This research paper is rooted in an 18-month ethnographic study of individuals actively engaged in economic speculation in Turkey during the 2021-2022 economic crisis. This paper delves into the dynamics of cryptocurrency trading, examining it as an endeavour influenced by both luck and skill, while also viewing it as a means of building savings in response to fluctuating national currency and political conditions. The ongoing economic crisis permeated everyday conversations, with participants perceiving economic volatility as having transformed the national currency, making it closely resemble the volatile nature of cryptocurrency tokens. Drawing on the fields of economic anthropology and gambling, this paper explores the rise of cryptocurrency trading in Turkey since 2019, investigates the imaginaries of wealth, both with and without labour, and examines the materiality of money as a token and commodity within the context of speculative economic practices in post-crisis economic capitalism. This research highlights the economic challenges faced by small businesses, the working class, and the precariat in Turkey during the crisis, emphasising their daily struggles. As individuals sought ways to support their families amid economic uncertainties and lira devaluation, those with savings in Turkish lira turned to exchange it for Euro and US dollars and cryptocurrency trading. Furthermore, the paper argues that cryptocurrency trading is a contested topic in the Turkish context, reflecting a dissonance between traditional values that condemn easy money and emphasise hard work and the capitalistic realities of neoliberal accumulation since the 1980s.
Wesam Hassan is an anthropologist and a physician by training. Currently, she is a doctoral candidate in social anthropology at the University of Oxford, in which she is researching state-regulated games of chance practices and perceptions. In her MA thesis, she researched biomedical uncertainty through investigating the governance of HIV-positive subjectivities and its related biopolitics in Egypt. She thinks through concepts of uncertainty, speculation, gambling, and risk. She led several ethnographies researching material culture and consumption habits in Iran, Egypt, London, and Turkey. Some of these ethnographies have investigated womanhood and cleaning rituals in Iran, online gambling and betting in London, and the perception and usage of the Internet of Things and smart homes as a concept in Egypt. Prior to her academic career, Wesam worked as a public health specialist and researcher with United Nations agencies, John Hopkins University, and INGOs with a special focus on the intersectionality between HIV and AIDS, gender, harm reduction, and sexual and reproductive health and rights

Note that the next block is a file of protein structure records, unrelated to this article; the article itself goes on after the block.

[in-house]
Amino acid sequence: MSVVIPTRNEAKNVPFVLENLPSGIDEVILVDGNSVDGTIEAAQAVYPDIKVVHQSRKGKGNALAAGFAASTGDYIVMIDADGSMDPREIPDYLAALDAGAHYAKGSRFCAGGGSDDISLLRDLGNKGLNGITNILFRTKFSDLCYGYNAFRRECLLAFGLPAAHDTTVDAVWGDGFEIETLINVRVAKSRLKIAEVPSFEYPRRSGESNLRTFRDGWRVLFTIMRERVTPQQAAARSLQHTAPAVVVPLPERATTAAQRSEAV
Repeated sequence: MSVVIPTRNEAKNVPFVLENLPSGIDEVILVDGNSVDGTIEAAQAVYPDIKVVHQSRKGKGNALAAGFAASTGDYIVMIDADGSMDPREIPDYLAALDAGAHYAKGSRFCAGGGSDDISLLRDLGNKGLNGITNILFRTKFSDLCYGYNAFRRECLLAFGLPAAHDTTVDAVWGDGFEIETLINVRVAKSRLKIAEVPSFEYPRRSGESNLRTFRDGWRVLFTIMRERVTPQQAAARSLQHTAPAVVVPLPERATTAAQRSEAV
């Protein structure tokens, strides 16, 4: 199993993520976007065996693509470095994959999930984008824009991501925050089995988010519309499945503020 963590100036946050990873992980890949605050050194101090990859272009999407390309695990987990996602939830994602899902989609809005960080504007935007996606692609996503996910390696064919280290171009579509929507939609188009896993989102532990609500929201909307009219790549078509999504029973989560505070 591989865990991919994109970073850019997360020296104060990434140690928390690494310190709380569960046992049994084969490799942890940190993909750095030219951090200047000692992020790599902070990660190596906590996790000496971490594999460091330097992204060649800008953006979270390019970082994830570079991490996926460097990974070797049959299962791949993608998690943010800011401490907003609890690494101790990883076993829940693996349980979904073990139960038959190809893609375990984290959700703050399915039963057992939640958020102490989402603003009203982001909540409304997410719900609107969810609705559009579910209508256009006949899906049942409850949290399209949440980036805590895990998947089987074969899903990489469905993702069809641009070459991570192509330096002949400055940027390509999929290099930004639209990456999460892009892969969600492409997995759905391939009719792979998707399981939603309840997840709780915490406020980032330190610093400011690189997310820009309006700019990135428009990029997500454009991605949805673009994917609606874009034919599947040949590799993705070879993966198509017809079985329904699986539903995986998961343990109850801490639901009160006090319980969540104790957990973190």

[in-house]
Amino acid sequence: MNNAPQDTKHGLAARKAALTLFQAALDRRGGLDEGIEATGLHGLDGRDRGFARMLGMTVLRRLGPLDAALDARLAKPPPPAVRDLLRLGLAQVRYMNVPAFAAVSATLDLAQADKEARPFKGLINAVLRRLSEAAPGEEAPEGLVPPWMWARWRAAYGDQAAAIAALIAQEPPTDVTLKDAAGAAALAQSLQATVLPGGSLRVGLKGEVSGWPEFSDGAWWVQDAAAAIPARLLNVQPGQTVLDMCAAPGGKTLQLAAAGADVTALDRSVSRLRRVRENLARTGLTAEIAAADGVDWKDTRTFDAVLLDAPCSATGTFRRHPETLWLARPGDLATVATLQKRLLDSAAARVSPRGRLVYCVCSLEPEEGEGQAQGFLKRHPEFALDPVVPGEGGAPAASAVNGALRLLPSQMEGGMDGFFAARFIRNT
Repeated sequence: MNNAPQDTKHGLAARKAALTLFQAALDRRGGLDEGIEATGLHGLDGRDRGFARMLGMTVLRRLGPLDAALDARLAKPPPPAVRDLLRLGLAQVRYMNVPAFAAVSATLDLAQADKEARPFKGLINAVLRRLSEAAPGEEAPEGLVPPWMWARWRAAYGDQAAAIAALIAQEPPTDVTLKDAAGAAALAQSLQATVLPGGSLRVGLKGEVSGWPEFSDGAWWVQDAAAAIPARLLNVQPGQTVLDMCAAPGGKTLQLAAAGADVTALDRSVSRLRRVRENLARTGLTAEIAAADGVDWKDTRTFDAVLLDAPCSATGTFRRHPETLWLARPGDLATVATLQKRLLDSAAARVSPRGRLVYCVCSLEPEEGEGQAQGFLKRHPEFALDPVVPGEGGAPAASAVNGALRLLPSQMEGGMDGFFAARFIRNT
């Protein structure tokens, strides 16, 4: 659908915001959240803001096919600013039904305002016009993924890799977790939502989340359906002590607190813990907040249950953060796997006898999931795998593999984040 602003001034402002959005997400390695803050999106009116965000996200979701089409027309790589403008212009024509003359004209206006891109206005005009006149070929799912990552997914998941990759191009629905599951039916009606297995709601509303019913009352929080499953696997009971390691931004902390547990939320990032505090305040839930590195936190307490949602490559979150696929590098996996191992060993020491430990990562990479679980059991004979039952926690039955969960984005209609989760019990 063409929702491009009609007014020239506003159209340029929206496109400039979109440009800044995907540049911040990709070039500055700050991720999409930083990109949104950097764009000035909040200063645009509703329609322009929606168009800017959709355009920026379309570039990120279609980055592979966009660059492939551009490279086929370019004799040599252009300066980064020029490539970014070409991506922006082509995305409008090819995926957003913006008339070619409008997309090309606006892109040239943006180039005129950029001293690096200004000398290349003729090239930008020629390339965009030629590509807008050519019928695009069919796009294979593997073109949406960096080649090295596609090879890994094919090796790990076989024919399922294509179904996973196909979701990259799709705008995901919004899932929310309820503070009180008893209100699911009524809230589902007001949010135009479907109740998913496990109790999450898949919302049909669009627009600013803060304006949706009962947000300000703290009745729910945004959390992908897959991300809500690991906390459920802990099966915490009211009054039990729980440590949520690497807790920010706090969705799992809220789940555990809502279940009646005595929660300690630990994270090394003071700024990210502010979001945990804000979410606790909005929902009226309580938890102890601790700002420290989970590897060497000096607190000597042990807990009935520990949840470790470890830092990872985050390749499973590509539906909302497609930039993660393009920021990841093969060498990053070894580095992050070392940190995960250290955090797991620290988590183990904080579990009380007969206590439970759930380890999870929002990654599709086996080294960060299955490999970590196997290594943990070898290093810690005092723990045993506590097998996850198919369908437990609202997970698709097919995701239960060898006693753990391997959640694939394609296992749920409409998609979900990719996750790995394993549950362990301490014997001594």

doctoral candidate in social anthropology, University of Oxford
Wesam is an anthropologist and a physician by training. Currently she is researching state-regulated games of chance practices and perceptions